Exporting energy, Dykema noted, “is still a win for Nevada.”
Most rooftop solar companies and large-scale solar developers came to Nevada from other states. When it comes to renewables, the expertise of Nevada-headquartered companies largely lies in the one renewable source that is often left out of the conversation: geothermal.
The governor’s office worked to support geothermal, which uses the Earth’s heat to produce power, in other ways too. As part of the negotiations with the Navy over an expansion of its air station in Fallon, Sandoval proposed removing wilderness-like protections to offset the impacts on geothermal development from the military’s proposed closure of about 700,000 acres of land.
This move frustrated conservationists, who have argued that it would be possible to promote geothermal without pulling back protections for about 500,000 acres of Wilderness Study Areas.
Environmentalists supported Sandoval on clean energy, but many felt he didn’t go far enough.
While Democratic governors cast their clean energy priorities under the umbrella of climate change, Sandoval avoided using the term for most of his tenure. Instead, he preferred to argue renewables were good for jump-starting the economy, noting their environmental benefits.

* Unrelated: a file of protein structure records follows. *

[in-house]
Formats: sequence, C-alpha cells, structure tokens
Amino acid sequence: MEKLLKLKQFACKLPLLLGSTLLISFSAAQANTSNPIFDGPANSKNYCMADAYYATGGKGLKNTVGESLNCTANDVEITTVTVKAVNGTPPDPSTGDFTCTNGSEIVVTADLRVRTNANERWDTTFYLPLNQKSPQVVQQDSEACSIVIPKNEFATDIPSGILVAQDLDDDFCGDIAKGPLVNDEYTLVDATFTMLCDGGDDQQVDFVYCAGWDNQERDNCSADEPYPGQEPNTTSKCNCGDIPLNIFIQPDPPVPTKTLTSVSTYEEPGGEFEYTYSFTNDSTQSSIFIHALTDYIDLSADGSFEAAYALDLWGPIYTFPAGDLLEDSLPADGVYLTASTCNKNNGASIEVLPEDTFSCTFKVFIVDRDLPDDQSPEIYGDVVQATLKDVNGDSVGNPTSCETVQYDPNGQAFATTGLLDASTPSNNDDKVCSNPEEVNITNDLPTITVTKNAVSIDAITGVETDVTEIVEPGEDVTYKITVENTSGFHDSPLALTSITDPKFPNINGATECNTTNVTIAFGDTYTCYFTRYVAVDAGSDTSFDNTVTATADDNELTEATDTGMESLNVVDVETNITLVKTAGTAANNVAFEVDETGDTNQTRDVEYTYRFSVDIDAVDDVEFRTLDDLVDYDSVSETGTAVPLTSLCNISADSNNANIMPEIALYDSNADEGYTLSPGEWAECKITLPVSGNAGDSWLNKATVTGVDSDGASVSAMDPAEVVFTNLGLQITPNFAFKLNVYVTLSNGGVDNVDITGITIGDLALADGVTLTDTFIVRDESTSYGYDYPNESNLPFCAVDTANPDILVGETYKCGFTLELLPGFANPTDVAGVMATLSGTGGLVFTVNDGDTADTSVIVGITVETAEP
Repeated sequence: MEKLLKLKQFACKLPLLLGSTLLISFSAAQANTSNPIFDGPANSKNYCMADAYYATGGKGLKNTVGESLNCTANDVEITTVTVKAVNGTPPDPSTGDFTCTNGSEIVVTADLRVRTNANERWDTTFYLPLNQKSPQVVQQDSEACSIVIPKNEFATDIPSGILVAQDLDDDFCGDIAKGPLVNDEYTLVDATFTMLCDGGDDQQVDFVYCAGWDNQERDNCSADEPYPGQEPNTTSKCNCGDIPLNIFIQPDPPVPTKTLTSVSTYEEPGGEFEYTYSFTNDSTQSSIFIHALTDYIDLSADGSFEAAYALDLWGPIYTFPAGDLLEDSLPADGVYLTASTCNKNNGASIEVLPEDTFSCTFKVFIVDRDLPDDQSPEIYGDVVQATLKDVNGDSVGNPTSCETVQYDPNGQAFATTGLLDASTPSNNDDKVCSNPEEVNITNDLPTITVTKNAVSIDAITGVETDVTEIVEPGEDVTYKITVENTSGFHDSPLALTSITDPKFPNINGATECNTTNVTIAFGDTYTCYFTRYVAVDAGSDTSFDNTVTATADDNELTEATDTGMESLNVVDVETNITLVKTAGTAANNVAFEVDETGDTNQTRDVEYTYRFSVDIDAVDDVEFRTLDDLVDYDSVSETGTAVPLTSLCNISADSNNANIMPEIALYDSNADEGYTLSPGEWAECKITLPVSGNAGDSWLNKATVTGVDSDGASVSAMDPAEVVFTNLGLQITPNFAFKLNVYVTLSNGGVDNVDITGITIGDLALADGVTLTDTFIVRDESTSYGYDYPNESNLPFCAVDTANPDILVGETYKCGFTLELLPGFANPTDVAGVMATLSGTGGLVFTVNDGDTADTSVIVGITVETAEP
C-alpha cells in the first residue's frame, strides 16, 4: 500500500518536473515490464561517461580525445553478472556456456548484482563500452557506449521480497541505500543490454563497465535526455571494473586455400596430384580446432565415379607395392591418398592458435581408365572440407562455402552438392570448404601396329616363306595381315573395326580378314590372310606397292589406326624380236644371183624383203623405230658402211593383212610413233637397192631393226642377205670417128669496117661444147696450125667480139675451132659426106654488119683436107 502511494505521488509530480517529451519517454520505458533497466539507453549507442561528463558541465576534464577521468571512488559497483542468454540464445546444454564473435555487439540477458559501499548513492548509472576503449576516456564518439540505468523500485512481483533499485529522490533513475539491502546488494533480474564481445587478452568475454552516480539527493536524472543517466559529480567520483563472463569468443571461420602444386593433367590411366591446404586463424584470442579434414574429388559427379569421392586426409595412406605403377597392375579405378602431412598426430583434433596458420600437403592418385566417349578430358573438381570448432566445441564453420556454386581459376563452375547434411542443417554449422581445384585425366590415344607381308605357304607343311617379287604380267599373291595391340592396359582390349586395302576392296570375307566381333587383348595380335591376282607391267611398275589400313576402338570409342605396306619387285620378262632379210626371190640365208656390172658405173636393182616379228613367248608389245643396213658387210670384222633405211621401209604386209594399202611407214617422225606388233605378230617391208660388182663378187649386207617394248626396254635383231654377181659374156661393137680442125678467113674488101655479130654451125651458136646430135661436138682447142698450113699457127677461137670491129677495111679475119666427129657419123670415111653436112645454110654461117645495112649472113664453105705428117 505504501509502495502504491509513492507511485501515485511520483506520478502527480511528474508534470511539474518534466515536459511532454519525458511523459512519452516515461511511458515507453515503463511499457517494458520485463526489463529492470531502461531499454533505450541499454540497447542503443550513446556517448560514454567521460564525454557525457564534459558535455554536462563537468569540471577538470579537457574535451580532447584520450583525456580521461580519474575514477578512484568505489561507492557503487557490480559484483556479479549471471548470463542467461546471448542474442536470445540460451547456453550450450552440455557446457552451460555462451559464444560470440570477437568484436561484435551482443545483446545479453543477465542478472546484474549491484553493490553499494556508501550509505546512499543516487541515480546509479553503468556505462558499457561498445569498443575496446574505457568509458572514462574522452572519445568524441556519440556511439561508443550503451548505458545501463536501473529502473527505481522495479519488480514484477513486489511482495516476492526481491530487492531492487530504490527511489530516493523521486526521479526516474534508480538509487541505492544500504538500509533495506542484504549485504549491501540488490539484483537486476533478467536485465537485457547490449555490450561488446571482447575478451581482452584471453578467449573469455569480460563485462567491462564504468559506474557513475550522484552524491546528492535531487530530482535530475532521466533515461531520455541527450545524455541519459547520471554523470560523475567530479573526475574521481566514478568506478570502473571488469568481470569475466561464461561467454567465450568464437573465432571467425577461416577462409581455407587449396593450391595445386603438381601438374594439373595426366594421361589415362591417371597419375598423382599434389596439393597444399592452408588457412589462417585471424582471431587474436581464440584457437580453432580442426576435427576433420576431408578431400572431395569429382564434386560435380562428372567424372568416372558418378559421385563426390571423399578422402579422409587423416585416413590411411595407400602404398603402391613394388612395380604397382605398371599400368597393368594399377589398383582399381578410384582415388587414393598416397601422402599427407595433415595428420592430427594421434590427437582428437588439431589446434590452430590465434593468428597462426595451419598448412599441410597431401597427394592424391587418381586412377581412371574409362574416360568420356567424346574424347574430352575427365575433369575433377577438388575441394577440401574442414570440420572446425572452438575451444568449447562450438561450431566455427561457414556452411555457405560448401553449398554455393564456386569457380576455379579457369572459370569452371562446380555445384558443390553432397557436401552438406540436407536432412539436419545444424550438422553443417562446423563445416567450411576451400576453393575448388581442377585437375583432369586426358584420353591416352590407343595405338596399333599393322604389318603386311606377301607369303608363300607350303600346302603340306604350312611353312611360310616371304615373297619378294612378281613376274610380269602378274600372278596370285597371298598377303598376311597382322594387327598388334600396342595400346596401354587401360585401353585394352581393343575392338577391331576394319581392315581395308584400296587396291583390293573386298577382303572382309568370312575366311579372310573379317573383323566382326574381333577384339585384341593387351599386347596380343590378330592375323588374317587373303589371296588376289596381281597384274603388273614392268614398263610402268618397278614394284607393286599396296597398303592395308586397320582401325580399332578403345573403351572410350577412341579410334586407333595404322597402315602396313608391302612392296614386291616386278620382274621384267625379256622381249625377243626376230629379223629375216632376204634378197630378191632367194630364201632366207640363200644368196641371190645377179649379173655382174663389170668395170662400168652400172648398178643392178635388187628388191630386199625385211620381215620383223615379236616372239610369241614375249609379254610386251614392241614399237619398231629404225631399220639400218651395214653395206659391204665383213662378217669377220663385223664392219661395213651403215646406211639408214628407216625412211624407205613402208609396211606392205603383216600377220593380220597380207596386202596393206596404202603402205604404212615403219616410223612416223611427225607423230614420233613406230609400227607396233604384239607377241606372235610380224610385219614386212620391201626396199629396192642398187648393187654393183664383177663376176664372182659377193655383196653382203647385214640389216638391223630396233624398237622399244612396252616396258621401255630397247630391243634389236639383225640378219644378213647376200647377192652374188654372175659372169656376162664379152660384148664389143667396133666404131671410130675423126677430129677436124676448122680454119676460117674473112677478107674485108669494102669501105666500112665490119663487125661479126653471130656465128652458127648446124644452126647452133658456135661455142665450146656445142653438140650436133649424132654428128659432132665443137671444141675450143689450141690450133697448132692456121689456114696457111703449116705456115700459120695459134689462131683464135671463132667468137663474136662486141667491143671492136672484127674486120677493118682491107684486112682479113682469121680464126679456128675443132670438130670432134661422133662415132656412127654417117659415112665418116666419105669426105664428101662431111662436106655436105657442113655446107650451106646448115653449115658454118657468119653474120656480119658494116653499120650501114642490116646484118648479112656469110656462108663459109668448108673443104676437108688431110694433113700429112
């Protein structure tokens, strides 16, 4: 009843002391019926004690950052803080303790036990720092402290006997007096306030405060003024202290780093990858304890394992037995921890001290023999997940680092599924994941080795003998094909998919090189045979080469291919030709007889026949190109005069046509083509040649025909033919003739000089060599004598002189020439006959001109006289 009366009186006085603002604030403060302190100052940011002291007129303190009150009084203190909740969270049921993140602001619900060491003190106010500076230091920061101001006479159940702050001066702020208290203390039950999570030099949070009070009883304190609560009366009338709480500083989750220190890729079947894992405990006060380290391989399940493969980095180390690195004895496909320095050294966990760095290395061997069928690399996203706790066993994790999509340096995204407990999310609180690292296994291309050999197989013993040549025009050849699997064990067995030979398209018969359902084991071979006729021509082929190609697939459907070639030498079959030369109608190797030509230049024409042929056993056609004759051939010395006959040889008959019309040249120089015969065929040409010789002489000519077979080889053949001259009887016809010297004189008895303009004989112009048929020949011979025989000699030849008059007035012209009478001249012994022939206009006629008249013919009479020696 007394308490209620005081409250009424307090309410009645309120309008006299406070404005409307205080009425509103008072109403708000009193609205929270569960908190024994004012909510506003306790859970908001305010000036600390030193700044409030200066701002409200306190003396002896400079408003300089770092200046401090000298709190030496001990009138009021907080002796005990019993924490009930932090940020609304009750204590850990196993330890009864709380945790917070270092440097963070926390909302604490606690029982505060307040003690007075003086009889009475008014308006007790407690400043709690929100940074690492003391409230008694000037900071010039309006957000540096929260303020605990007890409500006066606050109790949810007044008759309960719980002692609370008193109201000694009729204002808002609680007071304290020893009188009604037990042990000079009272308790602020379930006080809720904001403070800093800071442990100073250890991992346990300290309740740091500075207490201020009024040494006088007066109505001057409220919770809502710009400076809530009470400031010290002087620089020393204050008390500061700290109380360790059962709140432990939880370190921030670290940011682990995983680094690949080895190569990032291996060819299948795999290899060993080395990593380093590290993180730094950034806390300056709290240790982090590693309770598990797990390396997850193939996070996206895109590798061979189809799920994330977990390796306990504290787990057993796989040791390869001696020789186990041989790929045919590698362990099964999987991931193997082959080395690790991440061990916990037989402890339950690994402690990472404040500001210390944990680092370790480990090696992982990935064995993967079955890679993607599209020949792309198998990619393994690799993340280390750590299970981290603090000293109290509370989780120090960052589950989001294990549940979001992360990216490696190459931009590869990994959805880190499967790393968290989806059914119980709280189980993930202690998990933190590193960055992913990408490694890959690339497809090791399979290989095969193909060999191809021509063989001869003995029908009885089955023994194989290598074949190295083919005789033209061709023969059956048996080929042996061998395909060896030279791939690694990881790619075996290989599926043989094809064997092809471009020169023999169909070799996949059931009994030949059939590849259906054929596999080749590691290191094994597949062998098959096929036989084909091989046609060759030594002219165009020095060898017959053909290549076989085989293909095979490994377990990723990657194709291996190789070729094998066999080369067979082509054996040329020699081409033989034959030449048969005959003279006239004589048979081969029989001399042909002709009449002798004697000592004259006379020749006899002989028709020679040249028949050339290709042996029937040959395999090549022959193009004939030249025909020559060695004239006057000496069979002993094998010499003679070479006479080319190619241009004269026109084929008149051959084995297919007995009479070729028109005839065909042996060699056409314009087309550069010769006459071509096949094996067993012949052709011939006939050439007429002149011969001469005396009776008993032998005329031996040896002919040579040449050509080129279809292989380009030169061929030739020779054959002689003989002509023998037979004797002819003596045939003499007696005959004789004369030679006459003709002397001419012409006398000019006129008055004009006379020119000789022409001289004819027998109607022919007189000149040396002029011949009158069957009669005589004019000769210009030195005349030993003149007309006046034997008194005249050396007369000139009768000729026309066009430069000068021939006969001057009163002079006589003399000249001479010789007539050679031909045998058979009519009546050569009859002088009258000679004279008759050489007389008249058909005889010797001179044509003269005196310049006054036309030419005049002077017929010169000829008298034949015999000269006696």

“He talks about it as being good for the economy,” said Brad Crowell, who currently leads the Department of Conservation and Natural Resources. “In this case, being good for the economy is being good for the environment as well. That doesn’t escape him by any means.”
In a recent interview with The Nevada Independent, Sandoval said his record around energy and creating the state’s electric highway has worked to reduce the impact of climate change.
“I’ve never denied that there’s climate change, and I think what’s more important than answering whether you believe in it or not is what your actions are,” he said. “So I think that Nevada has done a lot of things with my encouragement and signing and sponsoring laws.”
Reid, in an interview, noted that Sandoval regularly participated in or helped host his annual clean energy summits in Las Vegas unless there was a conflict.
“[Climate change is] a tremendously difficult issue and it’s been my issue for a long long time, so I’ve been way out front on that and as far as I’m concerned, he never held me back from doing anything I wanted to do,” Reid said.
Andy Maggi, who runs the Nevada Conservation League, said Sandoval’s environmental record was solid but his record fell short of what it could have been after he vetoed legislation to increase the state’s Renewable Portfolio Standard and community solar bill in 2017.